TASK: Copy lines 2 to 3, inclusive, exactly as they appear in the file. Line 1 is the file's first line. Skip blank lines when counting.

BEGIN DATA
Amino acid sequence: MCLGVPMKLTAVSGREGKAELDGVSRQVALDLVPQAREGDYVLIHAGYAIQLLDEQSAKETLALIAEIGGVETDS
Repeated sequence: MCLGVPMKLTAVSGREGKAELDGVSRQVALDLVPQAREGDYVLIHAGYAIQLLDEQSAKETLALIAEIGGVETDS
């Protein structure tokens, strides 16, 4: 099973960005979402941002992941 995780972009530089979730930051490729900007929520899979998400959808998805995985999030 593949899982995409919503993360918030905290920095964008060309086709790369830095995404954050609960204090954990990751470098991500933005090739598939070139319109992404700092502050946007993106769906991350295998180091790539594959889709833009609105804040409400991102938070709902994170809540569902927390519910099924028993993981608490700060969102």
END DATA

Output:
Repeated sequence: MCLGVPMKLTAVSGREGKAELDGVSRQVALDLVPQAREGDYVLIHAGYAIQLLDEQSAKETLALIAEIGGVETDS
């Protein structure tokens, strides 16, 4: 099973960005979402941002992941 995780972009530089979730930051490729900007929520899979998400959808998805995985999030 593949899982995409919503993360918030905290920095964008060309086709790369830095995404954050609960204090954990990751470098991500933005090739598939070139319109992404700092502050946007993106769906991350295998180091790539594959889709833009609105804040409400991102938070709902994170809540569902927390519910099924028993993981608490700060969102």